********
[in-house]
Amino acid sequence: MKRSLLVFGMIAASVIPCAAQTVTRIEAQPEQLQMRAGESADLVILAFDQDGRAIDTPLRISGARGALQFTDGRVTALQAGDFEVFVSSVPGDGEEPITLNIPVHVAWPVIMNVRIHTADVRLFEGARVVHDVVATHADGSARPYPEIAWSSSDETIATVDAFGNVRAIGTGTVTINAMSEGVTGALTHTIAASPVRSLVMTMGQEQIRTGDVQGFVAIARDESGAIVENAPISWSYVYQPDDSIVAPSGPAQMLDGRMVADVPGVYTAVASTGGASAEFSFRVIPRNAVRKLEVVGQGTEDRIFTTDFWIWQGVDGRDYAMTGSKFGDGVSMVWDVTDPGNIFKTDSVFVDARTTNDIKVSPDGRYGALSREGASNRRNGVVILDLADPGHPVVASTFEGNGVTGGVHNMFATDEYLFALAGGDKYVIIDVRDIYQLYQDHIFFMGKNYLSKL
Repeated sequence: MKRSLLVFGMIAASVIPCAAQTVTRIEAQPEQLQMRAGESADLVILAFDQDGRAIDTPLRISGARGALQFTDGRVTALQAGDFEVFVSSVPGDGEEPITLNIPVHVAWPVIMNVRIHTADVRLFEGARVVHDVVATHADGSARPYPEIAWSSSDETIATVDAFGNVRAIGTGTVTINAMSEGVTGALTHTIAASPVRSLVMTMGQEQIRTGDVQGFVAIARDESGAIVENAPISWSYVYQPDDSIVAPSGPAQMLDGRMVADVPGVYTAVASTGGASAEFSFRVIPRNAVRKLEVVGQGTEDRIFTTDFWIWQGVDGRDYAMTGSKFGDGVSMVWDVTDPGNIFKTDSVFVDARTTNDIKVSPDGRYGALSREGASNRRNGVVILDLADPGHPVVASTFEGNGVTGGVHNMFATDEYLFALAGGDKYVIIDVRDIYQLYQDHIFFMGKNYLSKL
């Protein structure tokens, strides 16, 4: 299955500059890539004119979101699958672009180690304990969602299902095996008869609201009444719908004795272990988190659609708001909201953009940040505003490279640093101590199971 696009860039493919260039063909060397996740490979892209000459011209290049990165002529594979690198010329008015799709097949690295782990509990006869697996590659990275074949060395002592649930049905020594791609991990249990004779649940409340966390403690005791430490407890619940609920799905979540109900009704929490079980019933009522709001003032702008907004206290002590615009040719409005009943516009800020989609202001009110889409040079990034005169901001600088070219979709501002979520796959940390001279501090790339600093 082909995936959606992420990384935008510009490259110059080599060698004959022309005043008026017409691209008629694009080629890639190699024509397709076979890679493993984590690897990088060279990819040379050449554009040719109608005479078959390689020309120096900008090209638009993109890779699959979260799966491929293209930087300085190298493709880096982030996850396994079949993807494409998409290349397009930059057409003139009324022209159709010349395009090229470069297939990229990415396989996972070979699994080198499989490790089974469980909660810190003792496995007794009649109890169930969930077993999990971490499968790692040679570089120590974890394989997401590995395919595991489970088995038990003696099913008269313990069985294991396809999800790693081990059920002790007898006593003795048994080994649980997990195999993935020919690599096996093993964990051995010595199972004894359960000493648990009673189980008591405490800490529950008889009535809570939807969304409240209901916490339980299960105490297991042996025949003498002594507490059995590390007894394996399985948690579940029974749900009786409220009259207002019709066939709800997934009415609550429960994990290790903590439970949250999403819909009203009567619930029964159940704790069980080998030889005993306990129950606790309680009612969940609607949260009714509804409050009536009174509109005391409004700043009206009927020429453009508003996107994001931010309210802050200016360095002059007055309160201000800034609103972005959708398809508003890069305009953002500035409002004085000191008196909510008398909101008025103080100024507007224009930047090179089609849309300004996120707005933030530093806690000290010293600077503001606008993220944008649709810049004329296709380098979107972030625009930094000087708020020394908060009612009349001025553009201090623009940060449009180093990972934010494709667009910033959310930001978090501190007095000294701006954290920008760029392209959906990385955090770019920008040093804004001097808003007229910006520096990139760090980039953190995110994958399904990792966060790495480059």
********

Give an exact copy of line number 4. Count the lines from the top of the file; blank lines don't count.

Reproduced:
């Protein structure tokens, strides 16, 4: 299955500059890539004119979101699958672009180690304990969602299902095996008869609201009444719908004795272990988190659609708001909201953009940040505003490279640093101590199971 696009860039493919260039063909060397996740490979892209000459011209290049990165002529594979690198010329008015799709097949690295782990509990006869697996590659990275074949060395002592649930049905020594791609991990249990004779649940409340966390403690005791430490407890619940609920799905979540109900009704929490079980019933009522709001003032702008907004206290002590615009040719409005009943516009800020989609202001009110889409040079990034005169901001600088070219979709501002979520796959940390001279501090790339600093 082909995936959606992420990384935008510009490259110059080599060698004959022309005043008026017409691209008629694009080629890639190699024509397709076979890679493993984590690897990088060279990819040379050449554009040719109608005479078959390689020309120096900008090209638009993109890779699959979260799966491929293209930087300085190298493709880096982030996850396994079949993807494409998409290349397009930059057409003139009324022209159709010349395009090229470069297939990229990415396989996972070979699994080198499989490790089974469980909660810190003792496995007794009649109890169930969930077993999990971490499968790692040679570089120590974890394989997401590995395919595991489970088995038990003696099913008269313990069985294991396809999800790693081990059920002790007898006593003795048994080994649980997990195999993935020919690599096996093993964990051995010595199972004894359960000493648990009673189980008591405490800490529950008889009535809570939807969304409240209901916490339980299960105490297991042996025949003498002594507490059995590390007894394996399985948690579940029974749900009786409220009259207002019709066939709800997934009415609550429960994990290790903590439970949250999403819909009203009567619930029964159940704790069980080998030889005993306990129950606790309680009612969940609607949260009714509804409050009536009174509109005391409004700043009206009927020429453009508003996107994001931010309210802050200016360095002059007055309160201000800034609103972005959708398809508003890069305009953002500035409002004085000191008196909510008398909101008025103080100024507007224009930047090179089609849309300004996120707005933030530093806690000290010293600077503001606008993220944008649709810049004329296709380098979107972030625009930094000087708020020394908060009612009349001025553009201090623009940060449009180093990972934010494709667009910033959310930001978090501190007095000294701006954290920008760029392209959906990385955090770019920008040093804004001097808003007229910006520096990139760090980039953190995110994958399904990792966060790495480059």